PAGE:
achievement unlocked: two Toaster sweaters

I have finished garments to show!

I made two Toaster sweaters. The pattern is by Sew House Seven, & I used the version that was licensed to Simplicity–pattern number 8529. It only cost me a buck in one of the $1 Simplicity sales at JoAnn. For a while, I was like, “Who needs patterns! I’m going to draft everything from scratch!” But in my personal opinion, the Big 4 (which is now the Big 1, as they are all oqwned by the same corporation) have been upping their game lately & turning out a lot of designs I’d like to try. & when the cost is only a dollar or two during a sale, why the hell not?

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I made view B, size XL with both sweaters. The gray one is sewn up in the snuggliest, softest cotton fleece sweatshirt knit. It’s super-cozy. The black one is a slightly more lightweight organic black cotton sweatshirt fleece. I splashed out for organic because it resists pilling better, as I have discovered the hard way with a couple of other sweatshirt projects over the years.

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I embellished the sweaters with squares from the Cotton + Steel panel they released as part of the Beauty Shop collection. I bought it several months ago on a whim, not really having any particular plan for it. That’s unusual for me. I usually don’t buy without a purpose. Then I made a couple of t-shirts for Ramona’s doll, embellished with little designs cut out of quilting fabric, & I liked the combination a lot. I realized I could embellish my own tops the same way!

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I’m pretty into this pattern. I made the cropped version with a funnel collar, & finished with a banded waist. It’s deceptively simple. The funnel is created with a cut-on facing. I don’t love the way an exaggerated drop shoulder looks on me, because I am kind of narrow-shouldered to begin with, but I can’t deny that it is comfortable, & definitely elevates the design beyond a basic boring sweatshirt. & imagine it in stripes, with the body meeting the sleeve with the stripes running at a nice crisp 90-degree angle! I’m unlikely to ever sew anything like that, as Breton stripes are not my style, but I suspect other people would be all over this idea.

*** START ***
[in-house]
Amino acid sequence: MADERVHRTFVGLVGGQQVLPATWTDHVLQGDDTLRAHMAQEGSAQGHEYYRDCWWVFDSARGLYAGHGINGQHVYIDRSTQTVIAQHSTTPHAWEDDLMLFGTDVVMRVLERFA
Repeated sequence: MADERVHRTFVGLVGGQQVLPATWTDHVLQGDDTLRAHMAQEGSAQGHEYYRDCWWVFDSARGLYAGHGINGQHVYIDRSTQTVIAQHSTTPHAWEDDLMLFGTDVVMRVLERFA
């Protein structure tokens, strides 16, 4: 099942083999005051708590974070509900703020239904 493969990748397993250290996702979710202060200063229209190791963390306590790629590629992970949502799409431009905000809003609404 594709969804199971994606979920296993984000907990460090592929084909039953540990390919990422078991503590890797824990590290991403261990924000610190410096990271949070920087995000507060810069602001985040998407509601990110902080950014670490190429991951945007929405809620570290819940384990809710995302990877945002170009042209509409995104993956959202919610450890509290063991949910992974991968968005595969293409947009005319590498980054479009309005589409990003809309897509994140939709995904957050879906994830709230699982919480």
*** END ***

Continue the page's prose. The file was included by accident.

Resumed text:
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The whole thing came together super-quickly, which is why I made two in less than 24 hours. I feel that I should mention that I sewed the cuffs & waistband using the ham-hot method I learned from Mallory & Zede at sewhere.com. They do the podcast “Sewing Out Loud,” & I’m a member of Mallory’s Facebook community, The Self-Sewn Wardrobe. I think I was one of the first hundred people to join, & now there are over 12,000 members. That is bonkers! I also coined the hashtag #teamcutthatshitout (in reference to cutting directly into patterns, rather than tracing & then cutting) in the group, which has kind of become a thing.

Ham-hot means that you fold your cuffs right side together “hamburger-style” (so the shorter ends meet, & then you fold again “hot dog-style”. Then you stitch the short edge where all the raw edges meet. Flip the cuff (or waistband, neckband, whatever) right side out & boom! It’s all sewn together with only one line of stitching, which reduces bulk. & it has the added bonus of securing the inside & outside cuff seams together, so you have a better chance of getting perfectly aligned seams when you join your cuffs to your sleeve.

For real, people have been going nuts for this technique for months in the Self-Sewn Wardrobe, & I was like, “What’s the big deal? Who cares about having two seams?” Then I tried it for myself & seriously, it’s a gamechanger.

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I sewed these sweaters up right before Jared, Ramona, & I left to spend the holidays in Boston with Jared’s family. I have been wearing them almost non-stop ever since. I have always avoided cropped tops because I thought they didn’t flatter my top-heavy body shape. But the magic of sewing for yourself is that you can make adjustments to make sure a cropped shirt still reaches the waistline, even if you are busty (the main problem I’d always had with cropped RTW tops). You can also make fit adjustments for your pants & skirts to make sure they fit well across the belly, so you can feel confident about that area rather than attempting to obscure it with a longer top (to name another styling issue I have struggled with). Sewing has also just made me more confident about my body overall, because I can sew things that fit, rather than feeling constrained by all the RTW that wasn’t drafted & adjusted perfectly for my specific body. I’ve also accepted that nothing I wear is going to trick anyone into thinking I am thin, so I might as well just wear what I like!

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Another thing I love about these sweaters is that I think they are my first truly perfect sews. There’s usually always something I can quibble about with a sew, even if it’s just an interior seam that got flipped over & stitched down the wrong way at an intersection, or a wobbly bit of topstitching, or a button placket that is just slightly misaligned. But these are both absolutely flawless in their execution. If I had to identify a flaw, I’d say that I probably could have sized down to a size L & done an FBA, & then maybe the sweaters would be a little more fitted & flattering through the shoulders. But since I made these guys to layer them over long-sleeved tops in cold weather, I ain’t mad at the looser fit.

A quick note on my schedule of posts: I am going to aim to post my #365daysofsewing round-ups on Mondays, & completed project posts on Thursdays. I really wanted to get this one up on Thursday, but there was a pretty steep learning curve on figuring out exactly how to use my new camera. I am obviously still fiddling with it. But hopefully I will be able to stick to this schedule!